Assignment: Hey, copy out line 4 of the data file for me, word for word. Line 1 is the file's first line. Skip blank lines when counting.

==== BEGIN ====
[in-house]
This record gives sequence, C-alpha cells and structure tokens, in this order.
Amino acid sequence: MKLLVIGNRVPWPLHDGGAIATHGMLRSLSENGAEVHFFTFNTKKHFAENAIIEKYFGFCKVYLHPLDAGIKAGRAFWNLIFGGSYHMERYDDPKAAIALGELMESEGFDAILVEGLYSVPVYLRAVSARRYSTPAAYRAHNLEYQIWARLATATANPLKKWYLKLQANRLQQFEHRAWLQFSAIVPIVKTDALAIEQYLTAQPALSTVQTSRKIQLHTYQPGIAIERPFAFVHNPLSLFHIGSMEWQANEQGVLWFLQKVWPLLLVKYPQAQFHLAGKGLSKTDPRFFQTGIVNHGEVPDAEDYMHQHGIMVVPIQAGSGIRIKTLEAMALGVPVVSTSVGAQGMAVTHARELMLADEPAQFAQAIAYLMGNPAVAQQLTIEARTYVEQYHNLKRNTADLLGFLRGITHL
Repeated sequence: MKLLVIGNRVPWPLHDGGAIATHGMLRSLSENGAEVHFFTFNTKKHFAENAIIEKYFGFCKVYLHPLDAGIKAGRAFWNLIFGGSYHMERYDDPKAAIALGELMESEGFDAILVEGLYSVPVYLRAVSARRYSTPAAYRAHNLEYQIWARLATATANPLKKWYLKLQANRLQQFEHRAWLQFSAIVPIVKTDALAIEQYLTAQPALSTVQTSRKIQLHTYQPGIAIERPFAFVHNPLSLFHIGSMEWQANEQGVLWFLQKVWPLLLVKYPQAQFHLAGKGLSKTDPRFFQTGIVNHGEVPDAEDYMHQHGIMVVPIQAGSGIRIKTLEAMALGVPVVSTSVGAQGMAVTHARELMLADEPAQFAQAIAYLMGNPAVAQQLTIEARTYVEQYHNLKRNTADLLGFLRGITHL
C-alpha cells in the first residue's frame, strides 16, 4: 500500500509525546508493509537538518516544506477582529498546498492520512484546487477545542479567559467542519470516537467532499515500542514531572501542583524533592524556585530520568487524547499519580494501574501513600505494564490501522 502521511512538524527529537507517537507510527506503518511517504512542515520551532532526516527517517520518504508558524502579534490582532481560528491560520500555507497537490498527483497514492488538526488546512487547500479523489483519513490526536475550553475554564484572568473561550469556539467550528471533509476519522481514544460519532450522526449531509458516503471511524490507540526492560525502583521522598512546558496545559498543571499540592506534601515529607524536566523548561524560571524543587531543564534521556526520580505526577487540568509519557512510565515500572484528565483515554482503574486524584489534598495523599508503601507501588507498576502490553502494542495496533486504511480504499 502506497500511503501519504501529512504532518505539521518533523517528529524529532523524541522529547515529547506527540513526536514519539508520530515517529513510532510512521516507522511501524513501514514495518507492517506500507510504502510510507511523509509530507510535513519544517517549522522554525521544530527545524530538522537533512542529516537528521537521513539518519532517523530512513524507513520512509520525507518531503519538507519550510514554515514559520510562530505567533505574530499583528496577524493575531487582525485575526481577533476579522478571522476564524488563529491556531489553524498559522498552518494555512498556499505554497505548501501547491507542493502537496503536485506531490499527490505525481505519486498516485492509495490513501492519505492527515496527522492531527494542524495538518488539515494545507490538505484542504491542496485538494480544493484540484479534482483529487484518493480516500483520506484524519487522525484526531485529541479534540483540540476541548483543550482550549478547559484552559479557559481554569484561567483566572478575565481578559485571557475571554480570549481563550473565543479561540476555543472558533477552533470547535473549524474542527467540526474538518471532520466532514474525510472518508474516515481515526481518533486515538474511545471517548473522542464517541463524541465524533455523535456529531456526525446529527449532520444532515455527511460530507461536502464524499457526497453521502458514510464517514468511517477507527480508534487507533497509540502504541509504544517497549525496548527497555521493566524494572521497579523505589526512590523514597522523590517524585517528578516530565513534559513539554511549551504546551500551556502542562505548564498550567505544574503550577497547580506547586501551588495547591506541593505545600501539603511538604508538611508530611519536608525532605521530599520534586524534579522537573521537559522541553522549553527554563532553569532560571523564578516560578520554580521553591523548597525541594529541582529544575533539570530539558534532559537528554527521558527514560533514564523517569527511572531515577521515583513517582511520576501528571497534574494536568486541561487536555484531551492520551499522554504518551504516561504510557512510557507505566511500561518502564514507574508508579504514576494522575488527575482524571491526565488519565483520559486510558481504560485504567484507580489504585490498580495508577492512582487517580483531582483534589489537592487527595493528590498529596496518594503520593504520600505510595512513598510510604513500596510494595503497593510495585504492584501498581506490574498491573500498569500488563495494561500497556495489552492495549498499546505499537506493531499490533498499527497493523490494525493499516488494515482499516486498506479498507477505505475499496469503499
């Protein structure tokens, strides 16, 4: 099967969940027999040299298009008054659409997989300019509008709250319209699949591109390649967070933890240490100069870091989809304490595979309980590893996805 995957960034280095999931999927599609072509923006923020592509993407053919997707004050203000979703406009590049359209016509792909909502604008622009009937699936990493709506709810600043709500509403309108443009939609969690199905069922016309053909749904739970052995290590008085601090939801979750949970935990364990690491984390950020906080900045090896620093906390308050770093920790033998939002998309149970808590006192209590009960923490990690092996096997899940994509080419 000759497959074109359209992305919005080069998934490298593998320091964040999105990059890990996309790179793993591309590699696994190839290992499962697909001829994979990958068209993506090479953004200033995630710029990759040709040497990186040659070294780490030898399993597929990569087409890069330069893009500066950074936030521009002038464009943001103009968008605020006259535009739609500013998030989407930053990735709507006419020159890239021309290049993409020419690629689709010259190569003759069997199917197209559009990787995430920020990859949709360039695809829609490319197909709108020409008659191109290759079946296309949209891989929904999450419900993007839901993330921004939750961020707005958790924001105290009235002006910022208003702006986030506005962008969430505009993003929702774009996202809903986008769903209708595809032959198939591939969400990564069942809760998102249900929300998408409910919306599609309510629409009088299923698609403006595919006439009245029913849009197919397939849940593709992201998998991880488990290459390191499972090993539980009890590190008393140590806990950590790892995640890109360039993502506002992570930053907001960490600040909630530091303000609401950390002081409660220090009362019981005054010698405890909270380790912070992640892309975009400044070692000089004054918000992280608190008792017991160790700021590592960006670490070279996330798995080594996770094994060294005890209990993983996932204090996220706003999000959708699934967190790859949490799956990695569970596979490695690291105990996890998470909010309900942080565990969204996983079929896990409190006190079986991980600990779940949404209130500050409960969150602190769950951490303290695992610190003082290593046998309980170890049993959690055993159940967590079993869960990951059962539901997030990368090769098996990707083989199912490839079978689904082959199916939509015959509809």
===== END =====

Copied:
Repeated sequence: MKLLVIGNRVPWPLHDGGAIATHGMLRSLSENGAEVHFFTFNTKKHFAENAIIEKYFGFCKVYLHPLDAGIKAGRAFWNLIFGGSYHMERYDDPKAAIALGELMESEGFDAILVEGLYSVPVYLRAVSARRYSTPAAYRAHNLEYQIWARLATATANPLKKWYLKLQANRLQQFEHRAWLQFSAIVPIVKTDALAIEQYLTAQPALSTVQTSRKIQLHTYQPGIAIERPFAFVHNPLSLFHIGSMEWQANEQGVLWFLQKVWPLLLVKYPQAQFHLAGKGLSKTDPRFFQTGIVNHGEVPDAEDYMHQHGIMVVPIQAGSGIRIKTLEAMALGVPVVSTSVGAQGMAVTHARELMLADEPAQFAQAIAYLMGNPAVAQQLTIEARTYVEQYHNLKRNTADLLGFLRGITHL